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Reporter Meredith Cohn talks about a new Johns Hopkins led study that concludes that oral contraceptives can safely be sold over-the-counter to all women, including teens, who want to avoid pregnancy. (Ulysses Munoz / Baltimore Sun)

The General Assembly gave final approval Saturday to legislation that would allow pharmacists to supply women with oral contraceptives without a doctor's prescription.

The 112-23 vote in the House of Delegates sends the state Senate-approved measure to Gov. Larry Hogan.

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Advocates for the over-the-counter access bill, sponsored by Democratic Del. Shelly Hettleman of Baltimore County, argued that modern contraceptives are safe enough that a physician's approval is not necessary.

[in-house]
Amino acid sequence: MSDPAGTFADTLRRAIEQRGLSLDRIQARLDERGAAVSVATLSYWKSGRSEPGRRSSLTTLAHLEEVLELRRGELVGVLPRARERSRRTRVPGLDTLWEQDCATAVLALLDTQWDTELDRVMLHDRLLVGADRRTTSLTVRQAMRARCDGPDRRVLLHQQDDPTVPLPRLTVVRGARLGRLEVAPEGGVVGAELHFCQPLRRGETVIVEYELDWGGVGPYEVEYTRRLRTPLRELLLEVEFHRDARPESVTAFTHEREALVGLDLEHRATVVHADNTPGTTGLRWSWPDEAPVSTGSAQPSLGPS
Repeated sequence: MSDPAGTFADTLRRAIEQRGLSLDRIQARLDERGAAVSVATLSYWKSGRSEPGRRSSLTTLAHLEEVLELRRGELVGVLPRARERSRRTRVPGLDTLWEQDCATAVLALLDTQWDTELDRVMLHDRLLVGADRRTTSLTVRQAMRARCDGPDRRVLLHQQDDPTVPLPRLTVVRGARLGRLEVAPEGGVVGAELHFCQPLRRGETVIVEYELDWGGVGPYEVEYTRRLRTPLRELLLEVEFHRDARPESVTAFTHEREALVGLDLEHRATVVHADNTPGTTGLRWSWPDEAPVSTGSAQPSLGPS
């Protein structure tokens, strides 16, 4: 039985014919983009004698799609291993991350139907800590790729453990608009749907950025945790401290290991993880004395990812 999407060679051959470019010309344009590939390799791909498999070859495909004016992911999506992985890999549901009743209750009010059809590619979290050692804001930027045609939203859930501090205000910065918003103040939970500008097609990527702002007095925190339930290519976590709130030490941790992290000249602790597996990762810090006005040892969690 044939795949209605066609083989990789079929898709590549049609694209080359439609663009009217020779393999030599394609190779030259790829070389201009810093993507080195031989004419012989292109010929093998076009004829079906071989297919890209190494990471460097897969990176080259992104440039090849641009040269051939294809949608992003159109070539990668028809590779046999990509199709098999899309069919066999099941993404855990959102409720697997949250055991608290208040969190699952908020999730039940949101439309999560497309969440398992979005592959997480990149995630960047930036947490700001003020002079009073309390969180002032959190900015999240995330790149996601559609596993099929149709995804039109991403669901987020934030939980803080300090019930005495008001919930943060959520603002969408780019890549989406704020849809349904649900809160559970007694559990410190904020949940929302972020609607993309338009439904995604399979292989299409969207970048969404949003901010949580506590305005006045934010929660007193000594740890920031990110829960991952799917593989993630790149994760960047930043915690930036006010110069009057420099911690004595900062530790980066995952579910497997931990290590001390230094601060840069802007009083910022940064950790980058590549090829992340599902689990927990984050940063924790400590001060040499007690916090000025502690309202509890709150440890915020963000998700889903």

It would allow pharmacists to write such prescriptions. Such proposals have failed in Congress but have won approval in Oregon and California.

Even if the bill wins Hogan's approval, Maryland women will have to wait to get birth control pills without their doctors' OK.

The law takes effect Jan. 1 and gives the state Board of Pharmacy until September 1, 2018, to write rules for over-the-counter purchases.

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